While 2016 is still a long way off, Republicans know that, if they tank immigration reform yet again, this will be an issue in the next presidential election that will cost them large portions of key demographics.
I knew President Romney was unlikely to champion civil liberties, but I never imagined he would claim the right to kill people he did not like. I woke up terrified. "President Romney is trying to kill me with drones," I screamed.
The image that Democrats and Republicans build for themselves will either help or be hung around the necks of their party-mates during midterm elections, and will set the tone for all things immigration related this political cycle.
The GOP must either wrangle it's more anti-immigrant forces who are worried about being "primaried," or admit that they won't be competitive on the national stage without rigging the vote more aggressively.
So, beyond merely acknowledging such statistics and their corresponding political implications, what concrete actions should the GOP take now to begin to foster relevance with key multicultural constituencies?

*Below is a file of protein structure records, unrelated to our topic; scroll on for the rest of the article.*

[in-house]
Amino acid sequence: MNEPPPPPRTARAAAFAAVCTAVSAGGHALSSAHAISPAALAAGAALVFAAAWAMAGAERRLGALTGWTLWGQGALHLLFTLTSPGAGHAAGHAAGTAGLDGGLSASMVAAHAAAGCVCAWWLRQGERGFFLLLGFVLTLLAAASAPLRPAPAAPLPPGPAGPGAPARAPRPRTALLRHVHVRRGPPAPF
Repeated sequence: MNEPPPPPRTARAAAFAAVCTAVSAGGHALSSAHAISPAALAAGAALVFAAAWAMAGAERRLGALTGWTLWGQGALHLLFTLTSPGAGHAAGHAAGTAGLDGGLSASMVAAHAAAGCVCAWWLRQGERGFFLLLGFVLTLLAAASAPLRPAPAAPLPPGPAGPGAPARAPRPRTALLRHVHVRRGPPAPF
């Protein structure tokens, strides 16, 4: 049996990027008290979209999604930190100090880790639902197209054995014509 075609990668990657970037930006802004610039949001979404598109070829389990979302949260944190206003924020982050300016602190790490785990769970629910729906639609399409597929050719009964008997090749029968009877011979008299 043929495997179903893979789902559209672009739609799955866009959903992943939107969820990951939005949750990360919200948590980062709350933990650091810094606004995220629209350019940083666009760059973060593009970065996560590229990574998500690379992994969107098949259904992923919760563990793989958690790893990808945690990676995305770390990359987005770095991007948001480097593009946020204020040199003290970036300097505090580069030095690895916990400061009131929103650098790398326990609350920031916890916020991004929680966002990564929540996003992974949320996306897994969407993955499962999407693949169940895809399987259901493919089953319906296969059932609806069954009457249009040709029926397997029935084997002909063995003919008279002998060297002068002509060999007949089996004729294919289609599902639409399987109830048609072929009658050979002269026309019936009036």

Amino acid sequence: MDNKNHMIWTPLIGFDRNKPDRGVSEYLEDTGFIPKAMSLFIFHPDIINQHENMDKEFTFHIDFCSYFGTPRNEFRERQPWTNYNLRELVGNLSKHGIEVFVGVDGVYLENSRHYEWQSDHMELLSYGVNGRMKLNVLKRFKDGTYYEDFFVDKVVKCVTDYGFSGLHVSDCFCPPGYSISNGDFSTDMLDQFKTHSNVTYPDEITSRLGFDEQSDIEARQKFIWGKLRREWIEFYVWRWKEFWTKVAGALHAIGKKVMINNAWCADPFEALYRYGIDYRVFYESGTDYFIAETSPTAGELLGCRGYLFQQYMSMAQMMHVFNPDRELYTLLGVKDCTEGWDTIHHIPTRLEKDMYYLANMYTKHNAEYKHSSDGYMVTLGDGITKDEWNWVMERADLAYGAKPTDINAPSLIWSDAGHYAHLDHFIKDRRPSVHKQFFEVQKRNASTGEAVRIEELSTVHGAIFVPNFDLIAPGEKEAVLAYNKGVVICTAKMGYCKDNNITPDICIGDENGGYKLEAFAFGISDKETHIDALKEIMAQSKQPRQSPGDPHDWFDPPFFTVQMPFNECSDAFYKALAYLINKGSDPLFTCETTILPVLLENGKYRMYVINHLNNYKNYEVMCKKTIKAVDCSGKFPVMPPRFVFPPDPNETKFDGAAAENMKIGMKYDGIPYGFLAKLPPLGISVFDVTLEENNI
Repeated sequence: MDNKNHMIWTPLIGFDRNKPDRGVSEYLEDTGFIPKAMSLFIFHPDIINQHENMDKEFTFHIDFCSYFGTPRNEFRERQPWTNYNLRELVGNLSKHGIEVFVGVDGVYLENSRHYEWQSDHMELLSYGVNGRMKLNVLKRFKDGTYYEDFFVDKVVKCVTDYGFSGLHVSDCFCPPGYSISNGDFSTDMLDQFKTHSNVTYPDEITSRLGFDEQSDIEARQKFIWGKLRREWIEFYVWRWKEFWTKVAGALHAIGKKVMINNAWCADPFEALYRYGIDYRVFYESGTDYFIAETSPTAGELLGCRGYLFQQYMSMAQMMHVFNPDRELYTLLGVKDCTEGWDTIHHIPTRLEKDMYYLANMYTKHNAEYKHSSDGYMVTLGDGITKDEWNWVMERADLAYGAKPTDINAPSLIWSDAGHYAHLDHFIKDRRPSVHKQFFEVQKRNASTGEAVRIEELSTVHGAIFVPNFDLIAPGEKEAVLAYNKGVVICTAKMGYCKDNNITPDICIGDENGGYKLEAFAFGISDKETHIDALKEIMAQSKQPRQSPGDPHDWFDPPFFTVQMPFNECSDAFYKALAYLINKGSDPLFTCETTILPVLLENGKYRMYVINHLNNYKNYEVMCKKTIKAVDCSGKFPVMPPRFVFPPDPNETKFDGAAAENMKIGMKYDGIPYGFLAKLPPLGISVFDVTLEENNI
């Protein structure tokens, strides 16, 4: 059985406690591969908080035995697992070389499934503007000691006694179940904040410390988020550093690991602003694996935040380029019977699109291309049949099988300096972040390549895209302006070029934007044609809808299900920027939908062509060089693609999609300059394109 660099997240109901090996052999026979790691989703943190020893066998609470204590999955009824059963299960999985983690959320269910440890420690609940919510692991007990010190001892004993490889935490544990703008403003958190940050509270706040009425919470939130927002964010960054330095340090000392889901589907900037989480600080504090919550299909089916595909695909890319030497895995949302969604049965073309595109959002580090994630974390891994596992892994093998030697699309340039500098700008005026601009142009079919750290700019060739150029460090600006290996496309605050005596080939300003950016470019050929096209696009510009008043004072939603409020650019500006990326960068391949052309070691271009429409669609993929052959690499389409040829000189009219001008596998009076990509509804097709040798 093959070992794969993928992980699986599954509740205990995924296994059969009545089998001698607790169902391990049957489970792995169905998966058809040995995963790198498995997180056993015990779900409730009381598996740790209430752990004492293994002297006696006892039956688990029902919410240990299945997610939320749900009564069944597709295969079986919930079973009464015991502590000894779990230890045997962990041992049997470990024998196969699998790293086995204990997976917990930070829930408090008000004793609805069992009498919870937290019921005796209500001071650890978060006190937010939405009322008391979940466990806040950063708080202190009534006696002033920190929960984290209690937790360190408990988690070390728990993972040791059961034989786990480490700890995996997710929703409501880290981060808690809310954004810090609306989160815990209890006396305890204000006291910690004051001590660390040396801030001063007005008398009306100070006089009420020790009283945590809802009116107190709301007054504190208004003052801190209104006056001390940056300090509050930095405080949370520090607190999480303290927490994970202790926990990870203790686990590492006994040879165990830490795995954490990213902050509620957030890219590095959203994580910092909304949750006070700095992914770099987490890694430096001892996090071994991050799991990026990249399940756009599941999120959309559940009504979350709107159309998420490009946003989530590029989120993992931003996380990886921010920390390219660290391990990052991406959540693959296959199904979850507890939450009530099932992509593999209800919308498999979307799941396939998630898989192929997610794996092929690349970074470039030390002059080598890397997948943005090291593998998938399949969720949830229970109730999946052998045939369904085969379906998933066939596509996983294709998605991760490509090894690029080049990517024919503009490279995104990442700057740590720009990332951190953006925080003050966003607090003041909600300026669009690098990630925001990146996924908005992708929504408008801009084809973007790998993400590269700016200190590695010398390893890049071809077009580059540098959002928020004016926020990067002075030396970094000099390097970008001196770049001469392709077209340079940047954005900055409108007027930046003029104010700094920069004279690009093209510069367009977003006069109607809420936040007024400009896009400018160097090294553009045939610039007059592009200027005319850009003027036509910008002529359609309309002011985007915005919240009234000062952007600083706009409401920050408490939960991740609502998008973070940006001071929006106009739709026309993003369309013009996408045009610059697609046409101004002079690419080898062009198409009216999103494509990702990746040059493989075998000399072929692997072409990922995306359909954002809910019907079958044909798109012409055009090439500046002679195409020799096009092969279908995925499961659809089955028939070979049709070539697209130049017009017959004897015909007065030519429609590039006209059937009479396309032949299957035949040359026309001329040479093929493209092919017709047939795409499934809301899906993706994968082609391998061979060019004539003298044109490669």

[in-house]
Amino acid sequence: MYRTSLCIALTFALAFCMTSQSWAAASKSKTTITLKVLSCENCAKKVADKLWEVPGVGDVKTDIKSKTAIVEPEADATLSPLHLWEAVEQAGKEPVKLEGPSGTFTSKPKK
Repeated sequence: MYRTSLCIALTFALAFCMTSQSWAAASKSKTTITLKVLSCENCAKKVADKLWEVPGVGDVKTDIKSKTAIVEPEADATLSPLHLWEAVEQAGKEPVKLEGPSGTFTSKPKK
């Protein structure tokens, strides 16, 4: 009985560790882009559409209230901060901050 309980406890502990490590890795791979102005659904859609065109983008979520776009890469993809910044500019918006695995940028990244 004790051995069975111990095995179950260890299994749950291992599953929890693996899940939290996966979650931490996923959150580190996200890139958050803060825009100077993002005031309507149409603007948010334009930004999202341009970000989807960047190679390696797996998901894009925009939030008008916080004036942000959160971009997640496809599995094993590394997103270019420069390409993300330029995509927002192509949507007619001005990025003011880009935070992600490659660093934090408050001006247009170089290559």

The re-election of Obama was far more than just another battle between Democrats and Republicans for the Oval Office. It was a war over how American history will be written and the legacy that would define the Obama presidency.
Why would members of a political party repeatedly antagonize potential voters? One reason: in their hearts they really do not believe that members of these groups are, or have any right to be, included as active participants in the political conversation of this country.
We like our presidents to be one of us, a regular person who drinks Bud Light and knows who Taylor Swift is. But the reality is, that's just the packaging. We really want a person who's NOTHING like a normal human.